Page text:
India Insight

Markets struggle: At least 100 stocks hit 52-week low on NSE

Indian markets struggled in trade on Thursday with the Sensex falling more than 200 points while the Nifty sank over 50 points. Weak Asian markets also weighed as the Nikkei slumped more than 800 points on worries the U.S. Fed would trim its stimulus programme in the coming months.

The rupee also remained weak, trading below 58 versus the dollar, as Finance Minister P. Chidambaram did not announce any concrete steps to arrest its fall.

At least 100 stocks had touched their 52-week low on the National Stock Exchange (NSE) during trade, data showed. Here’s a look at some stocks that hit a one-year low during Thursday’s trade:

Kingfisher Airlines (52-week low at 4.35 rupees) - The grounded carrier has struggled on the bourses as well, with the stock losing 27.5 percent this month. The airline posted a loss of $380 million recently. Chairman Vijay Mallya had told Kingfisher staff he does not have the money to pay their pending salaries.

Tata Steel (52-week low at 269.10 rupees) - The company’s shares have struggled in 2013, with the stock down more than 35 percent. Late in May, it posted better-than-expected quarterly operating profit for the Jan-March period. “We maintain our positive stance on Tata Steel owing to its buoyant business outlook,” Angel Broking said in a note on May 24.

Fitch revises India outlook; recent views of other rating agencies

Fitch Ratings revised India’s sovereign rating outlook to “stable” from “negative” on the back of measures taken by the government to contain the budget deficit, it said in a statement on Wednesday. The rating agency had cut India’s outlook to negative in June 2012 and currently has a BBB- rating for the country.

“Fitch expects the government to broadly meet its FY14 budget deficit target of 4.8 percent of GDP (including privatisation receipts) and to gradually reduce the high level of public debt over the medium-term,” the rating agency said.

An acceleration in economic reforms that leads to a material improvement in potential growth rate consistent with stable consumer price inflation and external balance could be one of the factors that could trigger a positive rating action, it added.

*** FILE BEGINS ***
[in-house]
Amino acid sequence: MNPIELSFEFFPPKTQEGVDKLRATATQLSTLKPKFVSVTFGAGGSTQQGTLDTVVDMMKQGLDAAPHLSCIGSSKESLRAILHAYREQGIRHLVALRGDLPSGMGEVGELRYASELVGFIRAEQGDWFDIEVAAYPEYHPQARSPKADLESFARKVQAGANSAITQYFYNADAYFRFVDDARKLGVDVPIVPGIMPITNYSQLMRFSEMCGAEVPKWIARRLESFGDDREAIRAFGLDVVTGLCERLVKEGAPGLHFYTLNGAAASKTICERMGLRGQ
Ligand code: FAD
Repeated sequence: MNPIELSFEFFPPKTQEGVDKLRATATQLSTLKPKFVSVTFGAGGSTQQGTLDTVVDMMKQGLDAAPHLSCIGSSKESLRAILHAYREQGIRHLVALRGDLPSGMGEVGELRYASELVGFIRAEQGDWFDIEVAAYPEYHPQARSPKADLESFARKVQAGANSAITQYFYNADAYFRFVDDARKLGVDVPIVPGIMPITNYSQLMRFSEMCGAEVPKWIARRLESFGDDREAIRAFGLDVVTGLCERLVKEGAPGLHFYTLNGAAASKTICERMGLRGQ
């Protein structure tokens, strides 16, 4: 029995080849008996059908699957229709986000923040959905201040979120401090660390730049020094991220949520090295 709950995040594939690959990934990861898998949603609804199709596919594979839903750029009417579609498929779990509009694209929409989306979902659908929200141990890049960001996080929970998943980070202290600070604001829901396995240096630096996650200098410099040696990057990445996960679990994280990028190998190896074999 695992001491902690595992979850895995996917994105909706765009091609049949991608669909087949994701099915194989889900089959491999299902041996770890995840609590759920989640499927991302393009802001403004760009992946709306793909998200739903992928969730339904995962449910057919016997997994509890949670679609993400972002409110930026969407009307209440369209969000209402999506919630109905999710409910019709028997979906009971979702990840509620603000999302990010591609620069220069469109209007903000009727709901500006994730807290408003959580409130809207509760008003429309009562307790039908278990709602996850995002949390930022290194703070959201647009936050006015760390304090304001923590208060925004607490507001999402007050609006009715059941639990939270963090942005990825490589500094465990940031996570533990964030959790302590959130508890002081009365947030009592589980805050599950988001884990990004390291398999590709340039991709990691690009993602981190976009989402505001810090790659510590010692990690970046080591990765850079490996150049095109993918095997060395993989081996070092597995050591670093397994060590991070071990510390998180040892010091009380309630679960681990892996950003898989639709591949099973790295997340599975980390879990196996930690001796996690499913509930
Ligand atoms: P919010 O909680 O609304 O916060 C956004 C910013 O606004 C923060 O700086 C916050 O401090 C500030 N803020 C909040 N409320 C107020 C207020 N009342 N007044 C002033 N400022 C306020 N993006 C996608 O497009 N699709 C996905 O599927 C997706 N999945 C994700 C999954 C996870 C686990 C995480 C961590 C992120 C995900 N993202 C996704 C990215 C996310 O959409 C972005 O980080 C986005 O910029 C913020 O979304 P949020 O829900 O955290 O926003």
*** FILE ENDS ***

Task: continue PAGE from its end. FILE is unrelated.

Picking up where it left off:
The biggest losers in India’s economic slowdown

(Any opinions expressed here are those of the author and not those of Thomson Reuters Corp.)

The reaction to news that India’s economy grew at its slowest rate in over a decade was predictable. There was frustration over squandered potential, pleas for a rate cut, unshaken optimism and even an opportunity to indulge in clever wordplay. Yet as everyone from economists to businessmen had their say, the demographic affected most by this slowdown was silent – India’s poor.

One of the big successes of India’s economic growth has been its positive impact on poverty reduction. The percentage of the country’s population living below the poverty line declined from 37.2 percent in 2005 to 29.8 percent in 2010 (the last year when exact numbers were available). That translates to 52 million Indians who have been lifted above the poverty line. Encouraging as those gains are, the country still counts over 320 million poor among its citizens.

Real estate bill gets cabinet nod: what are the experts saying

The cabinet on Tuesday approved the much awaited Real Estate (Regulation and Development) Bill that proposes to make India’s largely unregulated and once booming real estate sector more transparent.

Ajay Maken, minister of housing & urban poverty alleviation, in a government statement said the bill provides for a uniform regulatory environment to protect consumer interests and ensure orderly growth of the real estate sector.

He expressed hope that the proposed legislation would significantly reduce frauds and delays. (Read the complete statement with highlights of the bill here)

L&T Infra Finance CEO upbeat on India’s economic recovery by 2015

India’s economy recorded its slowest growth in a decade in the fiscal year ending in March but the CEO of L&T Infrastructure Finance, that provides loans to companies such as Jaypee Group to develop roads and other infrastructure, is hopeful of an economic turnaround in less than two years that will boost business prospects.

The company, part of India’s largest engineering and construction conglomerate Larsen & Toubro, will likely end up dealing with a slowdown in business growth in the current financial year, but might bounce right back next year if the winner of India’s federal elections due in 2014 starts spending on infrastructure projects.